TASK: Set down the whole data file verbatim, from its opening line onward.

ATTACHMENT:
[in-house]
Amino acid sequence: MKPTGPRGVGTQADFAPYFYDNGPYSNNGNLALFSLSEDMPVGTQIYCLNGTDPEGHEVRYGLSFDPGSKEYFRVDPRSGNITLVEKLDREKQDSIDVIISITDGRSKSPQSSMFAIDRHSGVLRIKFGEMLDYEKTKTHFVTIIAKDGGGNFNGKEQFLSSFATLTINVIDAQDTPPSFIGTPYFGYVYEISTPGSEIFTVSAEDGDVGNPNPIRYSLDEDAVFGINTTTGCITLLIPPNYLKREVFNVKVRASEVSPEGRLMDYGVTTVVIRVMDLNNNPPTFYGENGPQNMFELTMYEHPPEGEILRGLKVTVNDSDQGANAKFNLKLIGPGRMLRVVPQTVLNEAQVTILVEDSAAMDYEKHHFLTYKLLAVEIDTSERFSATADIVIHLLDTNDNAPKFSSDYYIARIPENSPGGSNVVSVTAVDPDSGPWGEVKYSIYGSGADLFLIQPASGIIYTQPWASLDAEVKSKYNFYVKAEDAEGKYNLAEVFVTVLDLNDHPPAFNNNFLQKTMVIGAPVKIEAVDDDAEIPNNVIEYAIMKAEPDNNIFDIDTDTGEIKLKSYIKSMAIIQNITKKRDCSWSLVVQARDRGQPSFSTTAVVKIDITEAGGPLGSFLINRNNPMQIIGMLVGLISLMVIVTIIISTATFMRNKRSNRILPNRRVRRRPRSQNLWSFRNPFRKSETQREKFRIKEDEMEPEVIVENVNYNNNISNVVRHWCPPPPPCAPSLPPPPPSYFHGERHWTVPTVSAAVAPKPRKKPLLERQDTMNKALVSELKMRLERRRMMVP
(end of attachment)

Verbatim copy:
[in-house]
Amino acid sequence: MKPTGPRGVGTQADFAPYFYDNGPYSNNGNLALFSLSEDMPVGTQIYCLNGTDPEGHEVRYGLSFDPGSKEYFRVDPRSGNITLVEKLDREKQDSIDVIISITDGRSKSPQSSMFAIDRHSGVLRIKFGEMLDYEKTKTHFVTIIAKDGGGNFNGKEQFLSSFATLTINVIDAQDTPPSFIGTPYFGYVYEISTPGSEIFTVSAEDGDVGNPNPIRYSLDEDAVFGINTTTGCITLLIPPNYLKREVFNVKVRASEVSPEGRLMDYGVTTVVIRVMDLNNNPPTFYGENGPQNMFELTMYEHPPEGEILRGLKVTVNDSDQGANAKFNLKLIGPGRMLRVVPQTVLNEAQVTILVEDSAAMDYEKHHFLTYKLLAVEIDTSERFSATADIVIHLLDTNDNAPKFSSDYYIARIPENSPGGSNVVSVTAVDPDSGPWGEVKYSIYGSGADLFLIQPASGIIYTQPWASLDAEVKSKYNFYVKAEDAEGKYNLAEVFVTVLDLNDHPPAFNNNFLQKTMVIGAPVKIEAVDDDAEIPNNVIEYAIMKAEPDNNIFDIDTDTGEIKLKSYIKSMAIIQNITKKRDCSWSLVVQARDRGQPSFSTTAVVKIDITEAGGPLGSFLINRNNPMQIIGMLVGLISLMVIVTIIISTATFMRNKRSNRILPNRRVRRRPRSQNLWSFRNPFRKSETQREKFRIKEDEMEPEVIVENVNYNNNISNVVRHWCPPPPPCAPSLPPPPPSYFHGERHWTVPTVSAAVAPKPRKKPLLERQDTMNKALVSELKMRLERRRMMVP